This was completely encapsulated and not adjacent to the thyroid capsule. The presenting lung lesion was ultimately determined to be unrelated to the thyroid lesion. Resection of the lung nodule revealed an area of necrotising granulomatous inflammation. There were no acid-fast bacilli or fungal bodies seen and there was no clear clinical indication of tuberculosis.

The PET positive thyroid abnormalities that are associated with an increased risk of thyroid malignancy include focal lesions, unilateral involvement and a palpable nodule on clinical examination.2,3 This patient displayed all of these features.

Discussion

The literature on the nomenclature of incidentalomas, their aetiology and the exact risks of malignancy remains unclear. The best management strategy for patients therefore also remains uncertain. The stress and anxiety that additional appointments, investigations and diagnostic uncertainty will cause individual patients at a time when they are already undergoing investigations for possible malignancy cannot be underestimated. Ultimately, each patient needs to be dealt with on an individual basis owing to the likely complexity of other ongoing medical investigations and diagnoses.

Rates of incidental focal thyroid abnormality on PET have been quoted as 1–2%.1,2 A significant number of PET detected thyroid lesions are associated with a palpable lesion on clinical examination.3 It could therefore be argued that these are not truly incidentalomas. Truly incidental thyroid lesions have been defined by other authors as clinically impalpable lesions less than 1cm in size.4 Our patient had an incidental microcarcinoma within a benign adenoma, which highlights the difficulty of defining the term incidentaloma. The underlying aetiology of incidental PET detected thyroid abnormalities is not fully reported in the available literature. This is because not all patients with PET detected thyroid abnormalities have a histological diagnosis. This is for a number of reasons. Primarily, PET is most commonly undertaken for staging of known non-thyroid malignancy. Patients are therefore often not fit enough to undergo further investigations that will not affect their prognosis.3 As our patient had an undiagnosed lung lesion, no known underlying malignancy, and was generally fit and well, she was investigated.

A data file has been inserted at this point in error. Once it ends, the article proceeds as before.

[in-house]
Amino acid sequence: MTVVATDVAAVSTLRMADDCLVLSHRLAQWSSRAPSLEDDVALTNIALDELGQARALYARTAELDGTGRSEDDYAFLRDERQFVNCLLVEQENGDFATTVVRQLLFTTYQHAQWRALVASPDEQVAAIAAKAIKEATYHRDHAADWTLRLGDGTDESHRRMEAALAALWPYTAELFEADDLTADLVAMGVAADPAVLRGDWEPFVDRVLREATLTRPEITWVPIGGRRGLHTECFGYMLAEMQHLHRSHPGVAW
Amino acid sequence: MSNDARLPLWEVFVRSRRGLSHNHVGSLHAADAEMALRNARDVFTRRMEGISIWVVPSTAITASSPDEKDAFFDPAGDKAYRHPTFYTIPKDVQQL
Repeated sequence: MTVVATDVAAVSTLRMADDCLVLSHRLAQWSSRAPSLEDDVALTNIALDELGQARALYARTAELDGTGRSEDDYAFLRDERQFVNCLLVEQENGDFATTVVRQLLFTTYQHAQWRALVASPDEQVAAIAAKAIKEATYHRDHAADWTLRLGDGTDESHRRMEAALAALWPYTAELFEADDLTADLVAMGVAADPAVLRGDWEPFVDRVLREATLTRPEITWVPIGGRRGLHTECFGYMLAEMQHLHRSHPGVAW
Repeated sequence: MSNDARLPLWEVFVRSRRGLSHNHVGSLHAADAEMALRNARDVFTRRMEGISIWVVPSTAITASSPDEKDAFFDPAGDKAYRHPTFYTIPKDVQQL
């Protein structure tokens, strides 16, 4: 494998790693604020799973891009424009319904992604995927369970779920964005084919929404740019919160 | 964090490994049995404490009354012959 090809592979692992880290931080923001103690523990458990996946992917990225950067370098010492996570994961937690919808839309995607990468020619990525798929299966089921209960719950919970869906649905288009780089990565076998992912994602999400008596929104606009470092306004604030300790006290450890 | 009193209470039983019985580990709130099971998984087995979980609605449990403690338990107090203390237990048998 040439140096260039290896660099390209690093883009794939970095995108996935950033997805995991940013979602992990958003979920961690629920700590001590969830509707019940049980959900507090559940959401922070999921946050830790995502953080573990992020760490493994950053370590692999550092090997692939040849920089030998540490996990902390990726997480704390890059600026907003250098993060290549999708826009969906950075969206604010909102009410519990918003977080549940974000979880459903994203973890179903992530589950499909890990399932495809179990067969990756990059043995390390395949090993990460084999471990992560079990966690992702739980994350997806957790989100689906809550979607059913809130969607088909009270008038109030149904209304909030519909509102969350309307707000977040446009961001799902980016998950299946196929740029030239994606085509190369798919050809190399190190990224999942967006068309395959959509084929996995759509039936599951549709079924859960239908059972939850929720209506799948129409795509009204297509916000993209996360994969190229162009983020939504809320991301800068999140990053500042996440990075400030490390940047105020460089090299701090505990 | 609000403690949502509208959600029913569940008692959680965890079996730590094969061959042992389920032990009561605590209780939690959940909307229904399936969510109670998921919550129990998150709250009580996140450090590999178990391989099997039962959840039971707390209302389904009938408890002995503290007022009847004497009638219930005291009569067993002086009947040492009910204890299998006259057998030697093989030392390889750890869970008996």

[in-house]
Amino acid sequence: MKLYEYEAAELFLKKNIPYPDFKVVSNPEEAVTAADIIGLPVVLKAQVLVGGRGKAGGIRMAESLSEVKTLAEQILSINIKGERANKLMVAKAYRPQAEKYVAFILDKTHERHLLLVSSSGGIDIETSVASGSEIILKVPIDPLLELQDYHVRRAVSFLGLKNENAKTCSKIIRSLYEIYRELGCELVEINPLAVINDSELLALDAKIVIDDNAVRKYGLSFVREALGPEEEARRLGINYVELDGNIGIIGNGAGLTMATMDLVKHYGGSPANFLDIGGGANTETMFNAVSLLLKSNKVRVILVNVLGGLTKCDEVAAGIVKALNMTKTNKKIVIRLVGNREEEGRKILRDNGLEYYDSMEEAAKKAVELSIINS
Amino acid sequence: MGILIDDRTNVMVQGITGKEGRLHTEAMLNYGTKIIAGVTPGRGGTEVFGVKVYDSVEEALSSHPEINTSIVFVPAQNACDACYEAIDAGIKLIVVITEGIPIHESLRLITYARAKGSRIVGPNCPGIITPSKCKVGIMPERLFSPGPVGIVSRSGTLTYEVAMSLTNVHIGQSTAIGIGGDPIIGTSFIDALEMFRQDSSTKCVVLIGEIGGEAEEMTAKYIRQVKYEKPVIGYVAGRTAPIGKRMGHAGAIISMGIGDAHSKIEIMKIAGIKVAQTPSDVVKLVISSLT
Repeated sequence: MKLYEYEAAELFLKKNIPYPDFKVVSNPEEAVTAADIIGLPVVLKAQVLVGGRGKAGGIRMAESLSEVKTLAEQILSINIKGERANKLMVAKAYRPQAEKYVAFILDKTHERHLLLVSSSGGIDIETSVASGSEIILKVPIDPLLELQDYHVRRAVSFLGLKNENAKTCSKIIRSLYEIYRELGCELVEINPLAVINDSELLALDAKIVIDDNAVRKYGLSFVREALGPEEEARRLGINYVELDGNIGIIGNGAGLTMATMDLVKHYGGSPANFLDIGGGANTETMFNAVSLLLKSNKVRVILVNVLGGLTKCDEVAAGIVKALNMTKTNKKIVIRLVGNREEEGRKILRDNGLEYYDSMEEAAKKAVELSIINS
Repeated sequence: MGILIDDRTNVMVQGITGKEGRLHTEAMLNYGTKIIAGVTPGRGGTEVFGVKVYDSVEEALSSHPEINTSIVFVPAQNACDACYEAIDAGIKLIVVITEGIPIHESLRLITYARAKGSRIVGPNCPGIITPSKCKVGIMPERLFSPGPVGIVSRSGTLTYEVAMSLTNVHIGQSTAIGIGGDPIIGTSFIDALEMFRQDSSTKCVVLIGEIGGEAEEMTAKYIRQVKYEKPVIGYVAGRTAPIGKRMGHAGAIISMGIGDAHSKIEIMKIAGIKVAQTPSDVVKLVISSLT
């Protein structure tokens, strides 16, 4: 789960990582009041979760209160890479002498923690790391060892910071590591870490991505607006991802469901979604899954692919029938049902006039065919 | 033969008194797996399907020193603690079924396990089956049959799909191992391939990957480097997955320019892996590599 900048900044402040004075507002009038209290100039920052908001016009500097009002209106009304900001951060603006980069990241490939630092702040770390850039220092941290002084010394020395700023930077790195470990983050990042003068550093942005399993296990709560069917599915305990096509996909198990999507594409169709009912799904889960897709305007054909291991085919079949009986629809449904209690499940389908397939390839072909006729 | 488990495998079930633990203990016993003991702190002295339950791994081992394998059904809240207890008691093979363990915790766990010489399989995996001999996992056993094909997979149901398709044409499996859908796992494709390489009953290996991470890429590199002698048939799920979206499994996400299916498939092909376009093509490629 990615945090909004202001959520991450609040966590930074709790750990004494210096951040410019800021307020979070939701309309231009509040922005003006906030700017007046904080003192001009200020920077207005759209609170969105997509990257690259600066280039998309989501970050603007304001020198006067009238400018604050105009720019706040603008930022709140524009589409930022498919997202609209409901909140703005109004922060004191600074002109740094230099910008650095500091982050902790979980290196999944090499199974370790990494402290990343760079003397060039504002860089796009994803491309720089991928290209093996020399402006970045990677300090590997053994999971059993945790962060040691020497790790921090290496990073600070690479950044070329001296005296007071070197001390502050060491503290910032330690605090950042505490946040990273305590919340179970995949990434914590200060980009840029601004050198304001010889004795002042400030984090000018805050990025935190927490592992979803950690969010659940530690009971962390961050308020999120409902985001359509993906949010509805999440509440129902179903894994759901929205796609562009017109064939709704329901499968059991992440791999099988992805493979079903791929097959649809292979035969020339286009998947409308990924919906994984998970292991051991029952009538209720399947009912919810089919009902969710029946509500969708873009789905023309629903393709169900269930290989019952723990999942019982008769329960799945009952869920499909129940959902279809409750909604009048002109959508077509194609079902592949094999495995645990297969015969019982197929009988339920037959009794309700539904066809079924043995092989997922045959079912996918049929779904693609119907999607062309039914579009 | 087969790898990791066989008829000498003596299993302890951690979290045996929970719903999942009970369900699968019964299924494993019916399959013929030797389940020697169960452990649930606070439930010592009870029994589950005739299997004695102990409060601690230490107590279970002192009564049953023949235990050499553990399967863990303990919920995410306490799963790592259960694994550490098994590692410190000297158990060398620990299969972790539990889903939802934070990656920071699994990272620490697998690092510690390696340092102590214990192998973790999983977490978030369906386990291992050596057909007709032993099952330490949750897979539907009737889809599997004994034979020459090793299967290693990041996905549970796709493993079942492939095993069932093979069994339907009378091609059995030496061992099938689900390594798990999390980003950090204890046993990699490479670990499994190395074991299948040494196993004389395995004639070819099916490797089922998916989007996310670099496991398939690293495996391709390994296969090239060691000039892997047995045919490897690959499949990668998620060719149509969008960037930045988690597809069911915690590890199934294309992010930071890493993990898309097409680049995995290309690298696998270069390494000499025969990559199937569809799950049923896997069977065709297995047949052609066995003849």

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Ann R Coll Surg Engl 2013; 95: e3–e4

Conclusions

References 1. Pagano L, Samà MT, Morani F et al. Thyroid incidentaloma identified by ¹⁸F-fluorodeoxyglucose positron emission tomography with CT (FDG-PET/CT): clinical and pathological relevance. Clin Endocrinol 2011; 75: 528–534. 2. Shie P, Cardarelli R, Sprawls K et al. Systematic review: prevalence of malignant incidental thyroid nodules identified on fluorine-18 fluorodeoxyglucose positron emission tomography. Nucl Med Commun 2009; 30: 742–748. 3. Are C, Hsu JF, Schoder H et al. FDG–PET detected thyroid incidentalomas: need for further investigation? Ann Surg Oncol 2007; 14: 239–247. 4. Gough J, Scott-Coombes D, Palazzo FF. Thyroid incidentaloma: an evidencebased assessment of management strategy. World J Surg 2008; 32: 1,264–1,268.